Screen House

New Westminster, British Columbia
Randy Bens Architect
By Ingrid Spencer

Reuse, renew, recycle, renovate! When New Westminster, British Columbia, couple Jeanine Harper and Les Linfoot, and their three sons, aged 18 to 26, needed more space, they decided to build onto their 2,500-square-foot 1950s ranch-style house. “It was an L-shaped, low-slung, post-and-beam house,” says local architect Randy Bens, who did the redesign. “The house was so neutral, and it had this nice red oak flooring which was in very good shape. We knew that we could update and expand the home but still keep a lot of the existing structure and walls.”

New Westminster is about a 20-minute drive from Vancouver, and Harper and Linfoot’s house sits atop a hill in a suburban area rich with mid-century Modernist architecture. “I grew up in an architect-built, Modernist house,” says Harper, “so I like that aesthetic and wanted our house to echo the sensibilities of the neighborhood.” Linfoot, an artist, says he wanted their house “to move into at least the 20th century and maybe even the 21st.” Like Harper, he appreciates a lack of clutter and smooth transitions between inside and outside spaces.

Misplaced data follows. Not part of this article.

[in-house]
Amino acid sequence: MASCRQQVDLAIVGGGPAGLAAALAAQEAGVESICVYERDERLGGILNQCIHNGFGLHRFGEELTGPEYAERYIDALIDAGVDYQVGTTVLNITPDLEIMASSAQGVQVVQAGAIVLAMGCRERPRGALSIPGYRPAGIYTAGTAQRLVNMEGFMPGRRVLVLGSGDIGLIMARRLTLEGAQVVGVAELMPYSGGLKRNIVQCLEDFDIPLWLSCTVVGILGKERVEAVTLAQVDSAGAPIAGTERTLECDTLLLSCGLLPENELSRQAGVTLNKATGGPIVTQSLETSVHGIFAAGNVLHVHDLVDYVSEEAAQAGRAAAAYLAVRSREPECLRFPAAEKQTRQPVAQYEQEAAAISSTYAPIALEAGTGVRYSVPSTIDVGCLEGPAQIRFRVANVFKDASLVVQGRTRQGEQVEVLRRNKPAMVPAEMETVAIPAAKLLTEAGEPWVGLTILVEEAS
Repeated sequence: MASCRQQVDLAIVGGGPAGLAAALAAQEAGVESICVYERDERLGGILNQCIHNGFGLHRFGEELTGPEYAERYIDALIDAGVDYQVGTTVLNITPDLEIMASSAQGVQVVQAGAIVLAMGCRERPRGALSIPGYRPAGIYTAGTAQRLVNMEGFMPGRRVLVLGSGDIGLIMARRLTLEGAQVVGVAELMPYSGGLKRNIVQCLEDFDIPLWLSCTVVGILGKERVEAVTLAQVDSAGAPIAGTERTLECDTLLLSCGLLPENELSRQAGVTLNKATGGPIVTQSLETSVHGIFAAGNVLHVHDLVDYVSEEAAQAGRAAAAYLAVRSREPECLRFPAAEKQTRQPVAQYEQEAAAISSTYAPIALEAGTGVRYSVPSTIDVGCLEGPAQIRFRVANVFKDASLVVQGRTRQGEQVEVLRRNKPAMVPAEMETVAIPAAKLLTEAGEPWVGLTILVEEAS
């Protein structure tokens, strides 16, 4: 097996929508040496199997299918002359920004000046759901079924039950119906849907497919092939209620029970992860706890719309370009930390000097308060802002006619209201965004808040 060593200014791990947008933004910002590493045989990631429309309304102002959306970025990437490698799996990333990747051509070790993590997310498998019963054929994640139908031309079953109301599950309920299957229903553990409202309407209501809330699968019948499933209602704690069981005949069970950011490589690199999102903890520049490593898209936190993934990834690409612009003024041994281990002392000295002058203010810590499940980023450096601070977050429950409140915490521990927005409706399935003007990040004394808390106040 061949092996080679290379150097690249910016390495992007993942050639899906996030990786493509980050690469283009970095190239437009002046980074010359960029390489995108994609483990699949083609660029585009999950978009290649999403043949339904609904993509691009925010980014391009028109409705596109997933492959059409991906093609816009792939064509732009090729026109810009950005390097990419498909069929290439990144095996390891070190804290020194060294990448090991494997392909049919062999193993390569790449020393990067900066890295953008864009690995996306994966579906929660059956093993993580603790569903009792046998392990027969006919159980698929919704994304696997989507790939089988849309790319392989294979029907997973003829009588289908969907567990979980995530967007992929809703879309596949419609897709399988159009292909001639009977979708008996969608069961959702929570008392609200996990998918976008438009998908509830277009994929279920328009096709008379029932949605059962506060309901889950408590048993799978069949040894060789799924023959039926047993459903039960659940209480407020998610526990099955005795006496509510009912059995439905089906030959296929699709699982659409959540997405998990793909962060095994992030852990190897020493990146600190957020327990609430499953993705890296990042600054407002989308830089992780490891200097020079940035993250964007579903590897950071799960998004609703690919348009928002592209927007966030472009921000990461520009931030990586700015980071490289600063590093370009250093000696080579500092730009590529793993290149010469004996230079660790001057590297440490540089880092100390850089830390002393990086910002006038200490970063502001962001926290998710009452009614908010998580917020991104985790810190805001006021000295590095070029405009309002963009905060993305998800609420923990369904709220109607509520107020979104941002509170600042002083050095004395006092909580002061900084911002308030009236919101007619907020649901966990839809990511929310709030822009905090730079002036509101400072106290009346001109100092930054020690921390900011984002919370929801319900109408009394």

Bens understood that with three boys in the house (for the moment, at least), Harper and Linfoot needed private space. His redesign created a 1,000-square-foot upstairs addition comprising a painting studio, master suite, and deck. “Architecturally,” he says, “the goal was to knit together the old and the new with simple gestures and materials that would be sympathetic to their context, yet fresh.”

Zoning laws wouldn’t allow Bens to create an upper addition that would fill out the footprint of the existing house, but that was not his intention. “The climate here is very gray and rainy, the light very soft. We wanted to be sure light would get into all parts of the house,” he explains. Bens organized the addition’s massing by creating chunky new volumes to sit on existing structure, but added a double height to the downstairs living room, and created upstairs decks that would take advantage of views. To shade the south-facing double-height living room, the architect created a horizontal screen of stained timber and anodized aluminum for the exterior. Placed at a 90-degree angle, the screen protects the entr